U.S. Radiologists Dispute BMJ Mammography Study

August 2, 2011
Whitney L. Jackson

Calling the results flawed, many in the radiology community are protesting a study released last week that suggested mammography hasn’t played a major role in the drop in breast cancer-related deaths.

Calling the results flawed, many in the radiology community are protesting a study released last week that suggested mammography hasn’t played a major role in the drop in breast cancer-related deaths.

The research, published in the July 28 British Medical Journal, compared the reduction in breast cancer deaths from 1989 to 2006 in several Northern European countries and concluded that improved disease management – not mammography – could most likely be credited with the decrease in deaths.

“Our study adds…to the evidence of studies that have used various designs and found that mammography screening by itself has little detectable impact on mortality due to breast cancer,” wrote the study authors, led by research director Phillippe Autier from the International Prevention Research Institute in Lyon, France.

Industry leaders in the United States, however, disagreed. According to them, these results are flawed and contradict proven research on the efficacy of using screenings to catch early-stage breast cancer.

“Improvements in therapy have, likely, played a role in the decrease of breast cancer deaths, but therapy cannot cure advanced cancer,” the American College of Radiology (ACR) and the Society of Breast Imaging (SBI) said in a joint statement. “Early detection via mammography is clearly the major reason for the decrease in deaths in the U.S.”

The ACR and SBI pointed to several errors in the study. Not only did the data analysis include deaths that occurred before the reviewed countries even introduced screenings, but it also didn’t account for the fact that not all countries began screenings in the same year. In addition, researchers did not adjust for the probability that not all women were invited to screenings, and among those who were, not all attended.

Memorial Sloan-Kettering Cancer Center diagnostic radiologist Carol Lee, MD, agreed the findings fly in the face of conventional practice.

“We know from direct observation in the United States that there has been a substantial decrease in breast cancer mortality since 1990,” said Lee, who is also chair of ACR’s Breast Imaging Communications Committee. “To suggest that improvements in treatment, and not early detection, are responsible defies common sense.”

Treatment advancements, she said, largely affect early-stage disease which can only be addressed when identified through mammography.

Dr. Stamatia Destounis, managing partner and a radiologist at Elizabeth Wende Breast Care in Rochester, N.Y., also questioned the data presented in this article, noting the countries compared had different screening programs instituted at different time intervals and varying incident and mortality rates.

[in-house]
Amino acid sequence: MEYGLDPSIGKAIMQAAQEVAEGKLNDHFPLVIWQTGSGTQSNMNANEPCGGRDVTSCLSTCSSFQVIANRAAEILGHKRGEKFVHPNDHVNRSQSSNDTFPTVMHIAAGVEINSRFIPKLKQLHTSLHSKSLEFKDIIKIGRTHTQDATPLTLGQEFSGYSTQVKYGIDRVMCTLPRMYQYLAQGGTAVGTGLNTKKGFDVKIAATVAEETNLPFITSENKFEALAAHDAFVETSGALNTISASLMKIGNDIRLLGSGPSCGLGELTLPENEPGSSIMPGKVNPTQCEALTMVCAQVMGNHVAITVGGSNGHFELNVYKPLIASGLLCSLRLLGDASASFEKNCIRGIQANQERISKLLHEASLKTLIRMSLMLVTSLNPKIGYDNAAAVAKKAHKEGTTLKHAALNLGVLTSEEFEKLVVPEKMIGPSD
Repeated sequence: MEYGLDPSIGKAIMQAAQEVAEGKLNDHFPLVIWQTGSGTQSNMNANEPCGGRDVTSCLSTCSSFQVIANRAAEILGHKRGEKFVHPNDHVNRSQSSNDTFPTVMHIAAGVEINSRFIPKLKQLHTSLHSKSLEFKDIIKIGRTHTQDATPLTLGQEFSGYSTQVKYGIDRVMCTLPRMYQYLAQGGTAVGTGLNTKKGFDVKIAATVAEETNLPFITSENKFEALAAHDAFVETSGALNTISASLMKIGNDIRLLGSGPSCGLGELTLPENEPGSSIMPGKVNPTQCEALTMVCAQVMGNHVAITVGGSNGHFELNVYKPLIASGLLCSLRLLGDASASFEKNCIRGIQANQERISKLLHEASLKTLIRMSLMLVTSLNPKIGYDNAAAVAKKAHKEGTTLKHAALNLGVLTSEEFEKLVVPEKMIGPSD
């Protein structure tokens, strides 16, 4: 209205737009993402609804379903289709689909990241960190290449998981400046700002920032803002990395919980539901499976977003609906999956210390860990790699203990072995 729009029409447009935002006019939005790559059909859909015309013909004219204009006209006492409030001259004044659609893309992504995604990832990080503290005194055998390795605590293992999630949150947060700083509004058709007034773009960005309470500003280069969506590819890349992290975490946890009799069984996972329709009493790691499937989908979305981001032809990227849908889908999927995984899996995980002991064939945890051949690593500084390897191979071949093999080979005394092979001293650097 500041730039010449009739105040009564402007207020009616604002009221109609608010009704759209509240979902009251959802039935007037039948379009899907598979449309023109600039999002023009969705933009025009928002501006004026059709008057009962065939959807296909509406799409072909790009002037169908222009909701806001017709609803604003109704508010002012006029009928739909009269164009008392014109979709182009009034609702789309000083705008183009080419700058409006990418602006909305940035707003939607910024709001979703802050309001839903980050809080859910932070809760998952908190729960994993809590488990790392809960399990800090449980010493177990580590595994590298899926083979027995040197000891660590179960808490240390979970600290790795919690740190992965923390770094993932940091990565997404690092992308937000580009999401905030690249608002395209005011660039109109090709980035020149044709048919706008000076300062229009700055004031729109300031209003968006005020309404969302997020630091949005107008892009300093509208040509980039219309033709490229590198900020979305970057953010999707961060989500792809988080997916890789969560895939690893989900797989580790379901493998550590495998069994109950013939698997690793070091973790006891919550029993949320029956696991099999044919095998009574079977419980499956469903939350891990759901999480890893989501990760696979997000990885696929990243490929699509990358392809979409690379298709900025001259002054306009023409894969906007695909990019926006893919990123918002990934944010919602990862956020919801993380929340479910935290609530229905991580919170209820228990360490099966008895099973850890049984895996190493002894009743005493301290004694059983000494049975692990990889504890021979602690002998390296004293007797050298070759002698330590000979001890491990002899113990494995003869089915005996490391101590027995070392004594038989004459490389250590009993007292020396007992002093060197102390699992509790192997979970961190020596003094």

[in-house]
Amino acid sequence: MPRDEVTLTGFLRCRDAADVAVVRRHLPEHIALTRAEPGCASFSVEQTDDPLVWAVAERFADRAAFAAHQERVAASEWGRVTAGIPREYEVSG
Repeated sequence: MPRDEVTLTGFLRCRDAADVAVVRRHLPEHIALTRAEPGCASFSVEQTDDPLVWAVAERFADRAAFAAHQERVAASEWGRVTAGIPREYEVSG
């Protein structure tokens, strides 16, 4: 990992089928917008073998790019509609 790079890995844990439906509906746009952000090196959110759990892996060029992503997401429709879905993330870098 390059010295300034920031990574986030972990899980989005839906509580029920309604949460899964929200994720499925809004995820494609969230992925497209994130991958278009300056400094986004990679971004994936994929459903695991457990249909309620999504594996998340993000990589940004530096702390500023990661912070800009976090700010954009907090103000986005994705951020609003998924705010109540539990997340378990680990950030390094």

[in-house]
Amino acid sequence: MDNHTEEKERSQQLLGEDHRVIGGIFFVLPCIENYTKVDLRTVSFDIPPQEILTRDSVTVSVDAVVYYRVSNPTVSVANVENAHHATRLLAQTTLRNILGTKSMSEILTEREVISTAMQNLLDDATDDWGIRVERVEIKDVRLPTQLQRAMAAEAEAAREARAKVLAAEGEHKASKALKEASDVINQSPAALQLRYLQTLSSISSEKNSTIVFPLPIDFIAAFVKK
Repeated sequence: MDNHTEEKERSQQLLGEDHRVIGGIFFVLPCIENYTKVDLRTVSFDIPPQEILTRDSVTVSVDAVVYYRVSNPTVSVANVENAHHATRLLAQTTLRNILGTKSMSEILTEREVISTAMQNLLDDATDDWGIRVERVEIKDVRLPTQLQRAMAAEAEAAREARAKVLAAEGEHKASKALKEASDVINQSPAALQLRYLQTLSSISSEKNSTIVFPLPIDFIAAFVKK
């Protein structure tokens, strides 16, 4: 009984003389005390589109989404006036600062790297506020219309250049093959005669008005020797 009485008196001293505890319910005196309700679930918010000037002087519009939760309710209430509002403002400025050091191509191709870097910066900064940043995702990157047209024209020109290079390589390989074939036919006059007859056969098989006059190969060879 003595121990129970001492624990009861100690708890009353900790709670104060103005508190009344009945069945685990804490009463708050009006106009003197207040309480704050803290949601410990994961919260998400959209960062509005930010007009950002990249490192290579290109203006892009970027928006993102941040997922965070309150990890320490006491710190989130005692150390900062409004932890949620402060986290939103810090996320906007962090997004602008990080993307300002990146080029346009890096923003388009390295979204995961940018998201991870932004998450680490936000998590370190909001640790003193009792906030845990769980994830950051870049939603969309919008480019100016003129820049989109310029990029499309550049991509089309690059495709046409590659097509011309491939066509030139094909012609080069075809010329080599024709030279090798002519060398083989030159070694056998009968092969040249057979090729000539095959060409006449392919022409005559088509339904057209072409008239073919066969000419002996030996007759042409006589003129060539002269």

“Their information is a bit contaminated, by lumping together patients that were added to the report having been found with cancer that were diagnosed prior to the screening interval and patients that were not invited to screening but were tested and found to have cancer,” she said.

Destounis said the U.S. can’t be compared to Europe. After implementing regular screening programs, the incidence of breast cancer in the U.S. increased as a result, and the breast cancer mortality decreased. Although treatments have improved and this may reduce mortality rates, screening is the most critical way to find tumors early, offering the greatest chances of survival, she said. “That’s the whole crux of what we do here… We want to offer early detection.”

Despite the controversial findings, Lee said she has no worries that U.S. physicians will change their perceptions about or their recommendations to undergo a mammography screening.
“I don’t believe this study will be one that will carry over into clinical practice in the United States,” Lee said. “Practitioners have seen the evidence and know the importance of screening mammography, and as a general rule, women will get a screening when their providers recommend it.”

According to Rachel Brem, MD, director of the Breast Imaging and Interventional Center and vice chair of the radiology department at George Washington University Medical Center, the design and underlying structure of the study is so poor, it should never have been published. 

"It's irresponsible to draw conclusions from data that should never be compared," she said, pointing out that in addition to previously mentioned errors, the researchers didn't account for differing cancer rates between countries. "Fortunately, I don't see any way this could have an impact on clinical practice."

The problem, she said, arises from how patients and government leaders interpret the study. In a tight economic climate, women could use this study as an excuse to forgo the expense associated with mammography screening. In addition, officials responsible for health care reform measures could cite the findings to support slicing funding for mammography services, making it harder for women to be screened even if they want to be.

"I fear that American women could potentially be significantly harmed by the results of this study, and we could step back from the advancements we've made in treating breast cancer," she said. "We could see an increase in breast cancer-related deaths."

Sara Michael contributed to this report.

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